Philippe Couillard promises change, transparency during Liberal mandate
Published Tuesday, April 8, 2014 6:42PM EDT
Last Updated Tuesday, April 8, 2014 6:53PM EDT
Premier-designate Philippe Couillard says he will get moving on promises to boost the economy, pass a budget and implement a charter of secularism as soon as he is sworn into office, which will likely be within two weeks.
Couillard spoke to reporters Tuesday afternoon in Quebec City, the day after leading his party to the province’s first majority mandate since 2008.
Couillard said he plans on following through on his campaign trail pledge to give Quebecers “the most transparent government they’ve ever seen” by making public documents on infrastructure work, expense accounts and training activities for ministers and government agencies.
He also emphasized that he wouldn’t compromise when it comes to integrity, and noted that with the Charbonneau Commission leading to increased scrutiny of provincial political parties, his party will be quick to ask questions in the event one of its members is named at the inquiry.
The Liberals won 70 out of 125 seats, relegating the Parti Quebecois to 30, its worst showing in decades, and topping the Coalition Avenir Quebec’s 22 and Quebec solidaire's three seats.
“I feel great,” he said. “Calm too. When my wife and I woke up this morning, we were surprised at how calm we felt.”
Couillard pointed out he was proud to be elected in the riding of Roberval, in eastern Quebec, a region that doesn’t usually vote Liberal.
He said if the auditor general finds the deficit is larger than first thought, he will cut government bureaucracy, not services, to recuperate the funds.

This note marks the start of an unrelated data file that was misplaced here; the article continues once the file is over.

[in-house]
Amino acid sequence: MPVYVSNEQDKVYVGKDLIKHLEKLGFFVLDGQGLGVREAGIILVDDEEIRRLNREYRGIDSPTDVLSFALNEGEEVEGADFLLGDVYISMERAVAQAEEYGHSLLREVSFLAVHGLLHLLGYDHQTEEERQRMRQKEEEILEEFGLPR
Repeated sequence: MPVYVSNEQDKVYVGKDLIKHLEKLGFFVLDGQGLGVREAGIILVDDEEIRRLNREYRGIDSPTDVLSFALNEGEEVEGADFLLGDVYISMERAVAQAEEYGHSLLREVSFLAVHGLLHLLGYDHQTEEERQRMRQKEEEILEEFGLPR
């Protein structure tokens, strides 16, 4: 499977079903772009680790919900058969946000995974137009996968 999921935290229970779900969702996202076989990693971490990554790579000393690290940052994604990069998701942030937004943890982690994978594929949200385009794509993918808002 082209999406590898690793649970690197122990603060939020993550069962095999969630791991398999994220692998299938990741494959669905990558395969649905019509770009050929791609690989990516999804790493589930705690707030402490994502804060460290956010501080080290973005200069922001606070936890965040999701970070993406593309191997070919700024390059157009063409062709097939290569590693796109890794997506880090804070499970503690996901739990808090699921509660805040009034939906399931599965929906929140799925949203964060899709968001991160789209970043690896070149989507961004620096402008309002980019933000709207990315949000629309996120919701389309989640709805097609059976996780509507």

When it comes to legislation on secularism, Couillard said their law won’t look anything like the PQ’s plan, which he said was damaging and divisive.
“We're not going to do anything, anything that goes even close to job discrimination,” he said.
And the new liberal government will revive the dying with dignity act, which would give the terminally ill the right to end their lives.
Political analyst and McGill professor Antonia Maioni said now that the campaign is over, she’s hopeful the level discourse may be higher than the mudslinging that ran rampant over the past few weeks.
“I think Quebecers deserve better, and will be looking at their leaders to set the tone in the next National Assembly when it reconvenes. But I think we'll also be looking for the Liberal Party to make good on some of its promises about the economy,” she said.
Couillard said former Liberal premier Daniel Johnson will oversee the transition period as he takes over from the PQ.
Pauline Marois lost her own seat in her party’s shellacking and subsequently stepped down.
CAQ Leader Francois Legault said earlier in the day that Couillard won the election because Quebecers voted to prevent a referendum.
Legault said his party, which won four more seats this time around, will work to ensure it’s a credible alternative to the Liberals in 2018, when the next election will be held.
According to CTV Montreal’s Max Harrold, Couillard wants to meet with Pauline Marois as soon as possible to plan the transition, but today the Liberals were told Marois needed a day.
They expect a call from her Wednesday.